There has only ever been one recording made of Carey Blyton’s (1932-2002) Suite: Cinque Port. It is a work that deserves to be well-known and should easily find a regular slot on Classic FM.
These historic towns are an association of Kentish and Sussex Channel ports dating back more than 1000 years. Originally, designed to give service to the English (as it was then) Crown, it gained several privileges. Nowadays, the raison d’etre is more to promote the ‘public awareness of the proud history and seafaring traditions of communities which played a key role in the early development of Great Britain as a naval and economic superpower.’ Over the years, the Warden of the Cinque Ports has been appointed by the Crown. Perhaps the most famous in recent years has been Winston Churchill (1941-65) and Queen Elizabeth, the Queen Mother (1978-2002). The present warden is Admiral of the Fleet, Lord Boyce KG GCB OBE DL who was appointed in 2004. His official residence is Walmer Castle, near Deal. The five Cinque Ports are Hastings, New Romney, Hythe, Dover and Sandwich.
The present Suite has been described as ‘music for an opera’ which was never completed, however, these five miniature tone poems are a splendid evocation of an ancient British tradition Each movement of this work is set in one of the harbour towns which are not noted in the score. The five short movements are 1. Prelude: Daybreak over the Harbour; 2. Song 1: Captain Bowsprit’s Blues; 3. Interlude: The Beach—Midwinter; 4. Song 2: The Sea-dog’s Song; 5. Postlude: Dusk over the Harbour.
'Cinque Port'.was composed some 60 years ago during the late 1950s. It was first performed on 31 January 1962 at the Free Trade Hall in Manchester by the Halle Orchestra conducted by Maurice Handford.
The work opens with some quiet, misty scoring, before the hustle and bustle of the day begins. Not quite as lively as Walton’s Portsmouth Point, but the muted brass give a certain spice to the scoring. The movement closes with a short march. ‘Captain Bowsprit’s Blues’ begins conventionally enough with a ‘nautical’ tune played on the piccolo, but after some hymn-like chords, soon develops into a lugubrious blues number, complete with piano. The third section, ‘The Beach-Midwinter’ is quietly impressionistic in its imagery. Gone are the holidaymakers and their paraphernalia: there are no Mr Punch or candyfloss. The mood is Britten-esque in its depiction of a cold, grey sea. ‘The Sea-Dog’s Song’ is more conventional in its presentation of a shanty-like song. There are some lovely ‘wrong notes’ played by the flutes. The ‘Postlude’ presents a thoughtful view of the sea as dusk begins to close in. One feels that the mood has more to do with the watcher rather than the seascape. The ‘cocktail’ piano maybe just hints at a warm hotel lounge awaiting their return. The orchestration is extremely subtle, with light, shadow, waves and breeze all being imagined.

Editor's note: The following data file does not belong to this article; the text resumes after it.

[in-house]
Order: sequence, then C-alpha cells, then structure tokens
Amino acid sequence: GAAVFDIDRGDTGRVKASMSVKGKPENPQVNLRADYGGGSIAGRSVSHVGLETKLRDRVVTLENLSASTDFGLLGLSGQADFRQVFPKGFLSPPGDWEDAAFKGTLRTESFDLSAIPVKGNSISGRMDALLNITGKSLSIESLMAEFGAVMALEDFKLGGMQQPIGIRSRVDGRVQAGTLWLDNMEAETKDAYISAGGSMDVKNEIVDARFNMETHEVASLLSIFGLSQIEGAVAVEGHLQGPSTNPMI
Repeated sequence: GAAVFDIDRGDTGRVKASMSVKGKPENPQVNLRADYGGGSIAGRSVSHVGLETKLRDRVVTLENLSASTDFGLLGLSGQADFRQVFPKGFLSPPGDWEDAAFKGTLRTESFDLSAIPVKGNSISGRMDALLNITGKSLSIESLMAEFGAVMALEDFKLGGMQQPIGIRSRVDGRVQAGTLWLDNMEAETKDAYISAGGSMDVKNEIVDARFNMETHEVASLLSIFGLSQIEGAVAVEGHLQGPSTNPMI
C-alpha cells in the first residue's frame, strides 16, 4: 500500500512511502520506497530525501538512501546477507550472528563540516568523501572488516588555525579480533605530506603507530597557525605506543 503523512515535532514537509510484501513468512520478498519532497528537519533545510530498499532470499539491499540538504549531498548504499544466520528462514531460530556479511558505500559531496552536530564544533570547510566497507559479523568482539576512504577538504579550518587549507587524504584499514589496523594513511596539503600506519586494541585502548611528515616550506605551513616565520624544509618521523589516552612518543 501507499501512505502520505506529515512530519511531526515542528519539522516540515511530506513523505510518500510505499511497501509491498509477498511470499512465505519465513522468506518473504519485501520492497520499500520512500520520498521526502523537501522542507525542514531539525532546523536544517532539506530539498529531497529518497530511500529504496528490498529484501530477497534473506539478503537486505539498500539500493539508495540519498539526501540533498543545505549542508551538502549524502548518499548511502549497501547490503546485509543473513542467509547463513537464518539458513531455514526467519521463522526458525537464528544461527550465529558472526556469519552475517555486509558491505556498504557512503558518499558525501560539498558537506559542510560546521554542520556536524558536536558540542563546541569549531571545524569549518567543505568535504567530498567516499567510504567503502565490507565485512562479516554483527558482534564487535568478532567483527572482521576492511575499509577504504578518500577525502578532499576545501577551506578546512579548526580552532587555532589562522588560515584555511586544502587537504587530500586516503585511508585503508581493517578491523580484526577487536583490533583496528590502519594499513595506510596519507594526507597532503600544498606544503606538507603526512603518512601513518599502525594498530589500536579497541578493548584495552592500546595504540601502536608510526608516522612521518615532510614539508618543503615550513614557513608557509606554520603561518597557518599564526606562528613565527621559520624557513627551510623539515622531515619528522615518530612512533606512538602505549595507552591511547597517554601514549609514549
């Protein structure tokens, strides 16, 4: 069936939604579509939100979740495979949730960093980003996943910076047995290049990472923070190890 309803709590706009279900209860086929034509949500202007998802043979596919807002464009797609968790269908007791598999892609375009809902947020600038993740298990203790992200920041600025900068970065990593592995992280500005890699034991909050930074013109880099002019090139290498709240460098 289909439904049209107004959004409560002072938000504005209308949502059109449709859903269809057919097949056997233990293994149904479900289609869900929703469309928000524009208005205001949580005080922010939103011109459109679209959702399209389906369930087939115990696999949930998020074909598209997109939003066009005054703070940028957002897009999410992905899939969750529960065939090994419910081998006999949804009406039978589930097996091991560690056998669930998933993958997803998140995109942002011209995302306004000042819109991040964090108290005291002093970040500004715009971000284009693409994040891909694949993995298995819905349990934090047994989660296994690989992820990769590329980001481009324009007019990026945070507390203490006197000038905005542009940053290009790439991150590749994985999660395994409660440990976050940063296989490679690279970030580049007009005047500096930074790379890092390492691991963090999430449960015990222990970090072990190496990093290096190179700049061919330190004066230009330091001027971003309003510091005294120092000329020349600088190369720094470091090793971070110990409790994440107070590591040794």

A review (14 February 1962) appearing in the Kentish Times suggested that the Suite “…contains self-assured music’ however it was felt (and I agree) that ‘… If there is a fault, it lies in the brevity of some sections’ The reviewer was especially impressed by the ‘sensitive scoring of the Interlude… [in which] one realises Blyton can handle an orchestra and that his effects “come off”. At the end of the concert the composer, ‘Mr Blyton took an enthusiastic call…’
The work was released on Dutton Epoch, CDLX 7283, played by the Royal Ballet Sinfonia conducted by Gavin Sutherland.